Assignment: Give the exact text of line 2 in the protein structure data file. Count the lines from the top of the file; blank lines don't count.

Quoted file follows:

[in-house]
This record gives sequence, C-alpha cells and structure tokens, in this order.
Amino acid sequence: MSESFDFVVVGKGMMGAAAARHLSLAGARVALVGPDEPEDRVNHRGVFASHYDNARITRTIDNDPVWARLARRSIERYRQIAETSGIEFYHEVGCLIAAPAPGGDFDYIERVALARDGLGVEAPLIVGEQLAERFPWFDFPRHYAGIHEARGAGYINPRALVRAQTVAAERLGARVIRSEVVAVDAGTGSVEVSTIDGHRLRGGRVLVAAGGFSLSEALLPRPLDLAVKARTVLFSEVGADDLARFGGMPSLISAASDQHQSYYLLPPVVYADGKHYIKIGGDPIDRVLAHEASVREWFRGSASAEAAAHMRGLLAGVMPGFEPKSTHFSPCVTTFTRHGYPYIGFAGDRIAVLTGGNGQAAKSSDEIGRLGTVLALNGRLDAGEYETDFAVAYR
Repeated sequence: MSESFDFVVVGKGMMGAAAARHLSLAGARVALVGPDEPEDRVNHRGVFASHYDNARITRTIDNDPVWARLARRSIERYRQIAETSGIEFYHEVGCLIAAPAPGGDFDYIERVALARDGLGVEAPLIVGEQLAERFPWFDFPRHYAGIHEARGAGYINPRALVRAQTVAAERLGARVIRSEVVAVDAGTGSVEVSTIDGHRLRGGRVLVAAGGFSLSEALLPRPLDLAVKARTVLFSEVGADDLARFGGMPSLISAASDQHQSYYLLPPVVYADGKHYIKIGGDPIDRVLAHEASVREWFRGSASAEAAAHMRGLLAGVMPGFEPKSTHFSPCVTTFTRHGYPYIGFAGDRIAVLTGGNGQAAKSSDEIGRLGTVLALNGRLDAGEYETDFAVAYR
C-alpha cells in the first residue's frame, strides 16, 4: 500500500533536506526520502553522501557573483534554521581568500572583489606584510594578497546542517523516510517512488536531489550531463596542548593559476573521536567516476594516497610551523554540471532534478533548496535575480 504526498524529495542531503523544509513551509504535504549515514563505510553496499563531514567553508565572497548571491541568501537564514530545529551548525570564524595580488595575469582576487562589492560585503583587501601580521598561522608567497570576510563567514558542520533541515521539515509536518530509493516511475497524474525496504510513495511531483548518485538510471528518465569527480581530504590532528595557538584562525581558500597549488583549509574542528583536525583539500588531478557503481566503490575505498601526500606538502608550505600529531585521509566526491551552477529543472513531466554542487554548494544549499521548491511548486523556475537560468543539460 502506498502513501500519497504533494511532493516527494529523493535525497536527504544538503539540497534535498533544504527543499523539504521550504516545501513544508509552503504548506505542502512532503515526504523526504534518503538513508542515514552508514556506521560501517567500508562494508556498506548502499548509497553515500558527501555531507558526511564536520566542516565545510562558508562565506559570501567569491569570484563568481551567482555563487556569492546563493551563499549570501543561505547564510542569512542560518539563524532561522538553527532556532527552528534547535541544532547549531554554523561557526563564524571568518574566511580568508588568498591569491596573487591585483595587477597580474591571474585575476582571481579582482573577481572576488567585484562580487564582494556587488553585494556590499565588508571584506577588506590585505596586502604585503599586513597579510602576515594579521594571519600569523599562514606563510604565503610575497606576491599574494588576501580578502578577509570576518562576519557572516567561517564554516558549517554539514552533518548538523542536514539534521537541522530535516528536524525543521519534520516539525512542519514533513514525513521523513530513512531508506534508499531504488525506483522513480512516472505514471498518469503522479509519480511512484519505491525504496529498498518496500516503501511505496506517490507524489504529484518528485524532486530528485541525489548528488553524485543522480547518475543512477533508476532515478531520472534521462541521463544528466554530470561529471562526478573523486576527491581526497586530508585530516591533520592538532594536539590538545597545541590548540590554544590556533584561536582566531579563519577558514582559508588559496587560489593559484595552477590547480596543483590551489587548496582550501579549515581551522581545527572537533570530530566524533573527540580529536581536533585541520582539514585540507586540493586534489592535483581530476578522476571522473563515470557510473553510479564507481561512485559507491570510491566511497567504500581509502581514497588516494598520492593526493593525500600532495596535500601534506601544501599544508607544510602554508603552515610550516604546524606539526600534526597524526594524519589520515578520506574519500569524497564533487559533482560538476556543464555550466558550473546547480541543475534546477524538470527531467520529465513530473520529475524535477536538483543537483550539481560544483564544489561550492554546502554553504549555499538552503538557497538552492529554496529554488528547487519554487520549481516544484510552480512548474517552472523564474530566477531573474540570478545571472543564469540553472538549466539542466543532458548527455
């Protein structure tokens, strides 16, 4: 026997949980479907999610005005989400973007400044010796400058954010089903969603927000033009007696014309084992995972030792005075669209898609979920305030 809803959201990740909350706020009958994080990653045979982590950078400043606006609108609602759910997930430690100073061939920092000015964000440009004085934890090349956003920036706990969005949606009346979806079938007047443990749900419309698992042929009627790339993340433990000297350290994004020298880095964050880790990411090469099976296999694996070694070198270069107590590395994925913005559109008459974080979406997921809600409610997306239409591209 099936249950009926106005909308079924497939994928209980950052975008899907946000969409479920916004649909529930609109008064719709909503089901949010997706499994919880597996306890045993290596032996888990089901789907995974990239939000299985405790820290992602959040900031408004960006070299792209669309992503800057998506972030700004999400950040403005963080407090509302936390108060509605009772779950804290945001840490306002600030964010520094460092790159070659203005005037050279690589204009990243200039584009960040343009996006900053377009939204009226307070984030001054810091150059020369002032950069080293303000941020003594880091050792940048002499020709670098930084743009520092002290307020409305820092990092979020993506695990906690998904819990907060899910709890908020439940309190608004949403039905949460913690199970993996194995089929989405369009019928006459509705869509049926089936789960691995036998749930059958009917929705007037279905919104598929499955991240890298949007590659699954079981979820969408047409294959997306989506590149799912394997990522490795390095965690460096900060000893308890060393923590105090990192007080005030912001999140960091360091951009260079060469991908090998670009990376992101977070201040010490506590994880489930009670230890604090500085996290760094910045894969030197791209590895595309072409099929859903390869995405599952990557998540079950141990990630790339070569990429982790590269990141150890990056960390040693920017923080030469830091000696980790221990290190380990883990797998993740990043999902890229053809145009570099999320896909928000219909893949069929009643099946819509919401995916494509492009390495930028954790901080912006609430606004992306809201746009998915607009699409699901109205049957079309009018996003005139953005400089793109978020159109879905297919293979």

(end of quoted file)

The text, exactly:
This record gives sequence, C-alpha cells and structure tokens, in this order.